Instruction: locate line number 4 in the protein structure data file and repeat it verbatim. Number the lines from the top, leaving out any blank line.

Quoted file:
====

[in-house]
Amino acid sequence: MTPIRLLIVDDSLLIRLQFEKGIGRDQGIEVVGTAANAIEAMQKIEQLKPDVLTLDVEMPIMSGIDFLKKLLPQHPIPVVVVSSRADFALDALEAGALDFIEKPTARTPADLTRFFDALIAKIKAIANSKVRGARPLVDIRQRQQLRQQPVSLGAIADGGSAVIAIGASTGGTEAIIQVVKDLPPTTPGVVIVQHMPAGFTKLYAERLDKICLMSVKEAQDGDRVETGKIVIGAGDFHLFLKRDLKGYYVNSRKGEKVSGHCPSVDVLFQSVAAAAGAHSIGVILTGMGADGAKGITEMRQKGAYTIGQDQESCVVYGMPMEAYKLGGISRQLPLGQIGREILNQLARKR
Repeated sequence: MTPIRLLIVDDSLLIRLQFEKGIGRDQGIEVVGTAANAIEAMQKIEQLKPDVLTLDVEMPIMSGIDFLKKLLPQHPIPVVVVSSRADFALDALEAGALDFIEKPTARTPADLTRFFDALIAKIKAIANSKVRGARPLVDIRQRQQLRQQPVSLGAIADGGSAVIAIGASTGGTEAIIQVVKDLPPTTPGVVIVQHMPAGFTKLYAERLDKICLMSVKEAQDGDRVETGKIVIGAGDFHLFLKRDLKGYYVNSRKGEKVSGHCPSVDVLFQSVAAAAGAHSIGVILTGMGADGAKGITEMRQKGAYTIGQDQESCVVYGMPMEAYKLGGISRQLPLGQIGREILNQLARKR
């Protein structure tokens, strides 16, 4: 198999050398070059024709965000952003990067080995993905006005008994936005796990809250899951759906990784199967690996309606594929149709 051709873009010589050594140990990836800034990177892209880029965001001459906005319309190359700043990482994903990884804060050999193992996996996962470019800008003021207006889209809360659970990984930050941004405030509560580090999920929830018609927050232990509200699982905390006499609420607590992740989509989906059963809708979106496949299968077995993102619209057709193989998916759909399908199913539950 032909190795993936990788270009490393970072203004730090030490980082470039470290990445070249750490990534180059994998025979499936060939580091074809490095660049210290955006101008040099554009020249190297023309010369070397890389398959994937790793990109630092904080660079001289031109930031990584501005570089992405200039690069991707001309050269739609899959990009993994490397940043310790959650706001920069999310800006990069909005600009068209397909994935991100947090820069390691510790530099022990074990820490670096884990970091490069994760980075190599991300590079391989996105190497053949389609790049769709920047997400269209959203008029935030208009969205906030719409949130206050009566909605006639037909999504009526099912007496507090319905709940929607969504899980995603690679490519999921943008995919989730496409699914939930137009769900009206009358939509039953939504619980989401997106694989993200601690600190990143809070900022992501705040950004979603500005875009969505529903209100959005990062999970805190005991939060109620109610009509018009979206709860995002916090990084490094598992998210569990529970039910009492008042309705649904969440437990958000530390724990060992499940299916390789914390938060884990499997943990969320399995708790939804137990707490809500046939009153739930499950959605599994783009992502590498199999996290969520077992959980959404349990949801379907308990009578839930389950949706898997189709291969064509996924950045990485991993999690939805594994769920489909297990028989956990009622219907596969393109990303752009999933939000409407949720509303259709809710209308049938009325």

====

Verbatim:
């Protein structure tokens, strides 16, 4: 198999050398070059024709965000952003990067080995993905006005008994936005796990809250899951759906990784199967690996309606594929149709 051709873009010589050594140990990836800034990177892209880029965001001459906005319309190359700043990482994903990884804060050999193992996996996962470019800008003021207006889209809360659970990984930050941004405030509560580090999920929830018609927050232990509200699982905390006499609420607590992740989509989906059963809708979106496949299968077995993102619209057709193989998916759909399908199913539950 032909190795993936990788270009490393970072203004730090030490980082470039470290990445070249750490990534180059994998025979499936060939580091074809490095660049210290955006101008040099554009020249190297023309010369070397890389398959994937790793990109630092904080660079001289031109930031990584501005570089992405200039690069991707001309050269739609899959990009993994490397940043310790959650706001920069999310800006990069909005600009068209397909994935991100947090820069390691510790530099022990074990820490670096884990970091490069994760980075190599991300590079391989996105190497053949389609790049769709920047997400269209959203008029935030208009969205906030719409949130206050009566909605006639037909999504009526099912007496507090319905709940929607969504899980995603690679490519999921943008995919989730496409699914939930137009769900009206009358939509039953939504619980989401997106694989993200601690600190990143809070900022992501705040950004979603500005875009969505529903209100959005990062999970805190005991939060109620109610009509018009979206709860995002916090990084490094598992998210569990529970039910009492008042309705649904969440437990958000530390724990060992499940299916390789914390938060884990499997943990969320399995708790939804137990707490809500046939009153739930499950959605599994783009992502590498199999996290969520077992959980959404349990949801379907308990009578839930389950949706898997189709291969064509996924950045990485991993999690939805594994769920489909297990028989956990009622219907596969393109990303752009999933939000409407949720509303259709809710209308049938009325």